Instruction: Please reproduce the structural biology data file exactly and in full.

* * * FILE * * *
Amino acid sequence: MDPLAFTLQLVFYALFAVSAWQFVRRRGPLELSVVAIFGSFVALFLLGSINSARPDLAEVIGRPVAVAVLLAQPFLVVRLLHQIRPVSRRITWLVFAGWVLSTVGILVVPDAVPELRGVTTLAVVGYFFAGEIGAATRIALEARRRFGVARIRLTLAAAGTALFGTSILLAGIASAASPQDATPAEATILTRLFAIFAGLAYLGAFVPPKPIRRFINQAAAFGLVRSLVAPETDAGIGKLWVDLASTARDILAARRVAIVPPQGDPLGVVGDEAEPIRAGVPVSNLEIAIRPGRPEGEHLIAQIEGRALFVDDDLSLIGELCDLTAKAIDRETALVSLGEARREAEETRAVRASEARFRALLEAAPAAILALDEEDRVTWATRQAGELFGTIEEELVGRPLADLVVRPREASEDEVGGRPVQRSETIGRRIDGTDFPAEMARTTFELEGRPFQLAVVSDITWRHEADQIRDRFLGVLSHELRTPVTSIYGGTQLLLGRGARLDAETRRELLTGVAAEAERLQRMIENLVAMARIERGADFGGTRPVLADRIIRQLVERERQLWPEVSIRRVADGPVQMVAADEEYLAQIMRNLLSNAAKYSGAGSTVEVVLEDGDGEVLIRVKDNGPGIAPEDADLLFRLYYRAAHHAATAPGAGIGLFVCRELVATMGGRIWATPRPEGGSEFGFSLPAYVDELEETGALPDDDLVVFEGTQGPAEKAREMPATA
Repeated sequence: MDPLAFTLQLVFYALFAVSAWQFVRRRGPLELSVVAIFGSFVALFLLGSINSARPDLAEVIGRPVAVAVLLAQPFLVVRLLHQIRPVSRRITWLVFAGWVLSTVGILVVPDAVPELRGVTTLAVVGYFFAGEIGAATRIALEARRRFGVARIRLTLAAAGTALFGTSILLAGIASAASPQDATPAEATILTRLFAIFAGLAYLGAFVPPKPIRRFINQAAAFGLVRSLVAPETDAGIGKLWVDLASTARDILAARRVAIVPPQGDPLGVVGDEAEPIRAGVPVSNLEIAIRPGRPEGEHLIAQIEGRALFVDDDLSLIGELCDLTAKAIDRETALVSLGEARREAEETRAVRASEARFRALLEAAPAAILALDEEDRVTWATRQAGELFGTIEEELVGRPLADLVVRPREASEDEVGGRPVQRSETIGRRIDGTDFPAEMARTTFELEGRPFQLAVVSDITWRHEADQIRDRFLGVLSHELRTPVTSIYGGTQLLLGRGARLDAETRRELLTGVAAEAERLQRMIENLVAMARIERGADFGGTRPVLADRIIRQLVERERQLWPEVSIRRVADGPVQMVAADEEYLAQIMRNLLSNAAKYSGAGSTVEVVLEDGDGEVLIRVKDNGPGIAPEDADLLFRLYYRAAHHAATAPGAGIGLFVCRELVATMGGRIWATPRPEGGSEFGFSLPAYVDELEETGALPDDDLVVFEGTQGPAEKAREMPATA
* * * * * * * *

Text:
Amino acid sequence: MDPLAFTLQLVFYALFAVSAWQFVRRRGPLELSVVAIFGSFVALFLLGSINSARPDLAEVIGRPVAVAVLLAQPFLVVRLLHQIRPVSRRITWLVFAGWVLSTVGILVVPDAVPELRGVTTLAVVGYFFAGEIGAATRIALEARRRFGVARIRLTLAAAGTALFGTSILLAGIASAASPQDATPAEATILTRLFAIFAGLAYLGAFVPPKPIRRFINQAAAFGLVRSLVAPETDAGIGKLWVDLASTARDILAARRVAIVPPQGDPLGVVGDEAEPIRAGVPVSNLEIAIRPGRPEGEHLIAQIEGRALFVDDDLSLIGELCDLTAKAIDRETALVSLGEARREAEETRAVRASEARFRALLEAAPAAILALDEEDRVTWATRQAGELFGTIEEELVGRPLADLVVRPREASEDEVGGRPVQRSETIGRRIDGTDFPAEMARTTFELEGRPFQLAVVSDITWRHEADQIRDRFLGVLSHELRTPVTSIYGGTQLLLGRGARLDAETRRELLTGVAAEAERLQRMIENLVAMARIERGADFGGTRPVLADRIIRQLVERERQLWPEVSIRRVADGPVQMVAADEEYLAQIMRNLLSNAAKYSGAGSTVEVVLEDGDGEVLIRVKDNGPGIAPEDADLLFRLYYRAAHHAATAPGAGIGLFVCRELVATMGGRIWATPRPEGGSEFGFSLPAYVDELEETGALPDDDLVVFEGTQGPAEKAREMPATA
Repeated sequence: MDPLAFTLQLVFYALFAVSAWQFVRRRGPLELSVVAIFGSFVALFLLGSINSARPDLAEVIGRPVAVAVLLAQPFLVVRLLHQIRPVSRRITWLVFAGWVLSTVGILVVPDAVPELRGVTTLAVVGYFFAGEIGAATRIALEARRRFGVARIRLTLAAAGTALFGTSILLAGIASAASPQDATPAEATILTRLFAIFAGLAYLGAFVPPKPIRRFINQAAAFGLVRSLVAPETDAGIGKLWVDLASTARDILAARRVAIVPPQGDPLGVVGDEAEPIRAGVPVSNLEIAIRPGRPEGEHLIAQIEGRALFVDDDLSLIGELCDLTAKAIDRETALVSLGEARREAEETRAVRASEARFRALLEAAPAAILALDEEDRVTWATRQAGELFGTIEEELVGRPLADLVVRPREASEDEVGGRPVQRSETIGRRIDGTDFPAEMARTTFELEGRPFQLAVVSDITWRHEADQIRDRFLGVLSHELRTPVTSIYGGTQLLLGRGARLDAETRRELLTGVAAEAERLQRMIENLVAMARIERGADFGGTRPVLADRIIRQLVERERQLWPEVSIRRVADGPVQMVAADEEYLAQIMRNLLSNAAKYSGAGSTVEVVLEDGDGEVLIRVKDNGPGIAPEDADLLFRLYYRAAHHAATAPGAGIGLFVCRELVATMGGRIWATPRPEGGSEFGFSLPAYVDELEETGALPDDDLVVFEGTQGPAEKAREMPATA